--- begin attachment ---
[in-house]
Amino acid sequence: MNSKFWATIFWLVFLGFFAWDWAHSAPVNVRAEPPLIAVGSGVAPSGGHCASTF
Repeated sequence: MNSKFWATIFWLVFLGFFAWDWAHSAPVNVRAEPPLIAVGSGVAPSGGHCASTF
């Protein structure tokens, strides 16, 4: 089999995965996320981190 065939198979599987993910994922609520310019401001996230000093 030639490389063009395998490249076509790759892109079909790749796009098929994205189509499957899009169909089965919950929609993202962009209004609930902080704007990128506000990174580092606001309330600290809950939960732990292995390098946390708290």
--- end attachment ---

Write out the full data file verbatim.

[in-house]
Amino acid sequence: MNSKFWATIFWLVFLGFFAWDWAHSAPVNVRAEPPLIAVGSGVAPSGGHCASTF
Repeated sequence: MNSKFWATIFWLVFLGFFAWDWAHSAPVNVRAEPPLIAVGSGVAPSGGHCASTF
């Protein structure tokens, strides 16, 4: 089999995965996320981190 065939198979599987993910994922609520310019401001996230000093 030639490389063009395998490249076509790759892109079909790749796009098929994205189509499957899009169909089965919950929609993202962009209004609930902080704007990128506000990174580092606001309330600290809950939960732990292995390098946390708290």